“She lived a long and productive life.” Former King County Assessor Lloyd Hara spoke lovingly of his mother, Shuko, who passed away at the age of 103 on June 10, 2018, in Hockessin, New Jersey.
Shuko Yoshihara was born in Spokane, Washington, on January 31, 1915. As a young child, she and her family moved often, primarily due to her father’s job. He was a railroad construction foreman who supervised the work of 500 men. Most of Shuko’s formative years were spent in the rugged rural areas of Montana. As she grew older, she developed a keen sense of curiosity; she was an exceptionally gifted student with an aptitude for the life sciences, graduating at the age of 16 from the Thompson Hill Boarding School in Thompson Falls, Montana.
Shuko wasted no time in advancing her education. In 1931, she entered the University of Washington’s School of Pharmacy. While attending school there, mutual friends set her up on a date with fellow pharmacy student James Hara. James graduated in 1933. Prospects for employment were limited for Japanese Americans. A fair degree of discrimination existed. James decided to open his own business. In 1933, James established the Hara Drug Company which opened right in the heart of Seattle’s Japantown – 14th and Yesler in a storefront in the same building with the Mutual Fish Company.
The Hara Drug Company was a popular hangout for the Nisei kids in the neighborhoods. It had a soda fountain and a newsstand with all of popular comic books in the day. In 1936, Shuko graduated from the UW School of Pharmacy at the top of the class. She and James decided to get married. The future seemed bright. Shuko joined James at the Drug Company and their business prospered. In 1939, a son, Lloyd, was born.
After the attack on Pearl Harbor on December 7, 1941, the lives of every Japanese American would be dramatically affected. In February, after Japanese were given military orders to evacuate the West Coast, James Hara was forced to close his business. He was fortunate, however, to find someone who was willing to buy his unsold inventory. That person was Bonnie Robinson who, for many years, operated the “Bon-Rob Drug Store” at 14th and Yesler and which continued to be a popular hangout with the neighborhood kids.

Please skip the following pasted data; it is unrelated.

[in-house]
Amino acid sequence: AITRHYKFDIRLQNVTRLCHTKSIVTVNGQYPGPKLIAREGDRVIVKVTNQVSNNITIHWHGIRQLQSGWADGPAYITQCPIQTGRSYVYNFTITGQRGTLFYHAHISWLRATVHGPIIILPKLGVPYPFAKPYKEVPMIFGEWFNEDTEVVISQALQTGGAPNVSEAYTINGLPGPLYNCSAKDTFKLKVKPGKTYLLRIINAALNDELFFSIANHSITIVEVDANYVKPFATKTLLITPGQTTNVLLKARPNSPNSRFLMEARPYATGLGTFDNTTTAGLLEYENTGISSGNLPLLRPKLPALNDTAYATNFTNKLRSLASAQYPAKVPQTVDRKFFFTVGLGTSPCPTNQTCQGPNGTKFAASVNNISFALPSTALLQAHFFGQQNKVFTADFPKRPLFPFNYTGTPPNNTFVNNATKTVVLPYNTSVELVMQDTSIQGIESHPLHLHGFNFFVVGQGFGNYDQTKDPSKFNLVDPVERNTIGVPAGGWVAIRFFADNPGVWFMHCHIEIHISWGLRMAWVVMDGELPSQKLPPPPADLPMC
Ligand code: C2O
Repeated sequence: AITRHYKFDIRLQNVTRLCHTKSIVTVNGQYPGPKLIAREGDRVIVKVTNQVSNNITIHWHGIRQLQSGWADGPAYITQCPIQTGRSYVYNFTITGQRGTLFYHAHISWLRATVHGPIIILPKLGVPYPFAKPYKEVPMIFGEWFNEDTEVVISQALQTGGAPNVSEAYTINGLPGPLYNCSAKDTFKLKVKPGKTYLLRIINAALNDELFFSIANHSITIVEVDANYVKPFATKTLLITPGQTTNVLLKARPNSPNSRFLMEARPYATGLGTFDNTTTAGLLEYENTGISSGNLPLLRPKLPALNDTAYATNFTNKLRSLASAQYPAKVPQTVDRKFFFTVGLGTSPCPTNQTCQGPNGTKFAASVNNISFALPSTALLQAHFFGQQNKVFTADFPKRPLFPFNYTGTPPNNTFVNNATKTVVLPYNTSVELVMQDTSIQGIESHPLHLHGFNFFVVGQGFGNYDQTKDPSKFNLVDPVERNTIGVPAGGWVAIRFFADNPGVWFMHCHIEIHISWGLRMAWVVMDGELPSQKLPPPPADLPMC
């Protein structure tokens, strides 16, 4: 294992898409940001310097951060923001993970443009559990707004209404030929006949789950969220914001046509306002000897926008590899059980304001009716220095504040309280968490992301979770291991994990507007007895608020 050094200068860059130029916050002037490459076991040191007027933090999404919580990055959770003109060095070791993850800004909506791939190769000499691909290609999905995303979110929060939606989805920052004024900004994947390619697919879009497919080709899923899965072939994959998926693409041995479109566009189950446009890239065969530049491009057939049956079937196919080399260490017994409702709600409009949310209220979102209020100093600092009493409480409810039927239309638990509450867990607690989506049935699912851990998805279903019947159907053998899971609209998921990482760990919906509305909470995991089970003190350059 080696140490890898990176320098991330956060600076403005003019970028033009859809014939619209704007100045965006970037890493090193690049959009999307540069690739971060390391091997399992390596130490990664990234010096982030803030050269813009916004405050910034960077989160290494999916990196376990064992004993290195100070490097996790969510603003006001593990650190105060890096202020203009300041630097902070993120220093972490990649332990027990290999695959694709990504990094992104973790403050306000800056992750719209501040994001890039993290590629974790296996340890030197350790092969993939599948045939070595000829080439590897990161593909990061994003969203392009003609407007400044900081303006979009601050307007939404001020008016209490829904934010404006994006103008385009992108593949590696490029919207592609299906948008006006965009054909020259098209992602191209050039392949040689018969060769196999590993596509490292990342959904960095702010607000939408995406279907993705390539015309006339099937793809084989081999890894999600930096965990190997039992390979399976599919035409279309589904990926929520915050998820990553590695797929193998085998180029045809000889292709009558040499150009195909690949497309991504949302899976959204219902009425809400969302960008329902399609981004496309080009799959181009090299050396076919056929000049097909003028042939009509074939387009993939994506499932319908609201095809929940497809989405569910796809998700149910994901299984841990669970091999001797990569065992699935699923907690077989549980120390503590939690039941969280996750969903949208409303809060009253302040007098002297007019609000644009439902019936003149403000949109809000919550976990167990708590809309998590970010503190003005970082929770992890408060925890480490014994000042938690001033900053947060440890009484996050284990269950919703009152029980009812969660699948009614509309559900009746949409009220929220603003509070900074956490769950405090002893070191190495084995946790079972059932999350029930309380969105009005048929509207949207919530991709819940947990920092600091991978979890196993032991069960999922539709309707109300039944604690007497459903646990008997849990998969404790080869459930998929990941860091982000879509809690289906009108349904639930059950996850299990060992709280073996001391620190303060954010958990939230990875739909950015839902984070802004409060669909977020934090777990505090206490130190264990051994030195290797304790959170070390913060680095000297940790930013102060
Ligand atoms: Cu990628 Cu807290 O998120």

Rather than face internment, James moved Shuko and Lloyd outside of the West Coast, first to Pullman, then to Lincoln, Nebraska, where James found employment at the University of Nebraska. But the Hara family’s stay in Lincoln didn’t last. James moved his family often in pursuit of better opportunities, the Hara family was always on the move, first to Evanston. Illinois, then Chicago, Illinois, then for an extended time in Milwaukee, Wisconsin. It was in Chicago that Shuko gave birth to two daughters, Mitzi and Marcia. During these times in the Midwest, the Hara family became accustomed to the racial taunting directed toward Japanese Americans. Lloyd remembered the name calling, the rock throwing, and the mean-spirited messages left for his family. He was picked on because he was Japanese.
After being away from Seattle for more than a decade, James Hara “was tired of shoveling snow.” In 1955, the Hara Family returned. Attitudes toward Japanese Americans had markedly improved. But finding a home was a different matter. In 1956, a majority of Seattle’s neighborhoods had racially restrictive covenants which prevented Japanese Americans and other people of color from owning home there. Shuko had been a member of the University Congregational Church. Thanks to Shuko’s continuing contacts with the University Congregational Church, the family found a home in the View Ridge Neighborhoods. As Lloyd remembers, the family wasn’t necessarily met with open arms. A few times, the family would find garbage thrown on their lawn. James found work as a pharmacist in downtown Seattle at the Hart Drug Store. Placing family ahead of self-aspiration, Shuko was a stay-at-home mother with three growing children.
However, after the youngest child entered college, it was then that Shuko decided that it was time to go back to work, first at Swedish Hospital then Virginia Mason. But she found her true calling when she went to work at the University of Washington’s School of Pharmacy as a clinical pharmacy instructor. In this role, she served as a mentor for sixth year pharmacy students, supervising their appropriate dispensing of drugs and performance during student clinical trials. According to Lloyd, her work as a mentor gave his mother the greatest satisfaction. She served in this capacity until she retired in 1992, when she was 77 years old.
After her husband James died in 1988, Shuko devoted herself to the University of Congregational Church where she taught Sunday School and participated in its Women’s Club. She also took an interest in ikebana and gardening. Although Lloyd has a long history of political work, his mother wasn’t really interested in electoral politics. Nevertheless, Lloyd said his mother was always there to provide support.
When asked to describe his mother, Lloyd said, “She was determined, organized, and committed to doing the right thing.” Lloyd remembered that when his mother faced adversity, her philosophy was “not to dwell on the past but to always move forward.”
Shuko is survived by son, Lloyd, daughters Mitzi Sakata and Marsha DeFeyter, six grandchildren and four great-grandchildren. Remembrances can go to the University of Washington’s School of Pharmacy or a charity of choice.